He further demonstrates His humility in the following days when He washes the feet of His disciples.
Jesus was sending a huge message in riding on the back of a colt. He was telling the world, I am the Messiah, but I am not your Messiah, I am God’s Messiah.
The people wanted to be free from occupation, but did not want to be freed from their sin.
This act was a clear message that Jesus was not going to overthrow the Roman rule, but He was going to bring peace. Peace with God.

Why the cloaks on the road?

This is a reference to
2 Kings 9:13 ESV
13 Then in haste every man of them took his garment and put it under him on the bare steps, and they blew the trumpet and proclaimed, “Jehu is king.”
It was an act of submission of the people to the Christ the king. (2 Kings 9:13)

What is with the palm branches?

The waving of the palm branches was a clear sign of Jewish national identity.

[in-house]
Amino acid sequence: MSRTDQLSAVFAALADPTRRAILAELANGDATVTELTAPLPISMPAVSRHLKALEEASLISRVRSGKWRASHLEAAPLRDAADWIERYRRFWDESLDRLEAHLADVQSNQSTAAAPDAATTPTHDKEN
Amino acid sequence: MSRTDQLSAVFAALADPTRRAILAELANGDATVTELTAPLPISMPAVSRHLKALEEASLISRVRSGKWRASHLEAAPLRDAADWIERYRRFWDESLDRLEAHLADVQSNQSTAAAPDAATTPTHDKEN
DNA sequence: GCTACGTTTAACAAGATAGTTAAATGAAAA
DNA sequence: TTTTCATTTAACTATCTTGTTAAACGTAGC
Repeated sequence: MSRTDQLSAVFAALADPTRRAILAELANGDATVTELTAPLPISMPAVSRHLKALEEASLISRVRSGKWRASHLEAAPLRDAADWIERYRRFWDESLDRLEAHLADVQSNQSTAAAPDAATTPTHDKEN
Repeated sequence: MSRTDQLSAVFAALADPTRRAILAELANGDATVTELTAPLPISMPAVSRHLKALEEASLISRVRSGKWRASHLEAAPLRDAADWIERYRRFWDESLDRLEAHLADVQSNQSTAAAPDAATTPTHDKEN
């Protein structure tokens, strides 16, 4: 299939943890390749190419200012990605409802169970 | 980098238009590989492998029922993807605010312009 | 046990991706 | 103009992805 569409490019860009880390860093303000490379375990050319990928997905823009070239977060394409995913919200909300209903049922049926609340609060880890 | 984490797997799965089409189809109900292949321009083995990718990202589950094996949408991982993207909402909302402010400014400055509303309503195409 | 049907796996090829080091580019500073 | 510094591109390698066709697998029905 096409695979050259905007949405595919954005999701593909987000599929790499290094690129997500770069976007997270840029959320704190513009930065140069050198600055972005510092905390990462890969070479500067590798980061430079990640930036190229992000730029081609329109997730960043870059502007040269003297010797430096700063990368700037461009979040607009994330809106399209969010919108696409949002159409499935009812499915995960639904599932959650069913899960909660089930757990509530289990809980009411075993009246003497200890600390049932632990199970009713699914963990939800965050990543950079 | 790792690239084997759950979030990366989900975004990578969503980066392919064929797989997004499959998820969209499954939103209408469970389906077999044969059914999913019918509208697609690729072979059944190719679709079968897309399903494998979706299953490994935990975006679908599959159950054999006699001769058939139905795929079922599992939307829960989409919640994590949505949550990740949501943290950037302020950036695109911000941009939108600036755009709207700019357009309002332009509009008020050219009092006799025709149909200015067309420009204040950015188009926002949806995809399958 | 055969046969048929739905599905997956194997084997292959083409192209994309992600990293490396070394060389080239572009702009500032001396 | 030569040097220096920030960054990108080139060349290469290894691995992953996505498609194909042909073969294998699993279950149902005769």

In 164 BC Judas Maccabaeus, who was like a Hebrew Robin Hood, wrecked enough havoc among the Seleucid (greek) empire that they released the temple for the Jews to practice their faith. This event established a celebration event called Hanukkah.
Judas’s brother, Simon later drove the Seleucids out of Jerusalem. They Jews celebrated with a parade (similar to a ticker-tape parade). This parade was marked with music and the waving of palm branches. Since that point in time, the palm tree was a sign and symbol of military victory.
John’s Gospel, Hebrews–Revelation Jesus’ Triumphal Entry into Jerusalem (12–19)

The use of date palm branches (13) had political undertones. When the temple was rededicated during the Maccabean era, palms were used in the celebration (1 Macc 13:51; 2 Macc 10:7). In the extra-biblical tradition, palms were used by Levi as a symbol of ruling power (T. Naphtali 5:4). During both major wars with Rome, reliefs of palms were stamped on the coins minted by the rebels. Palms had become a symbol of Jewish nationalism. So this act of celebration was by no means neutral. It symbolized all of Israel’s national hopes, now focused on Jesus who is being hailed as he enters the city.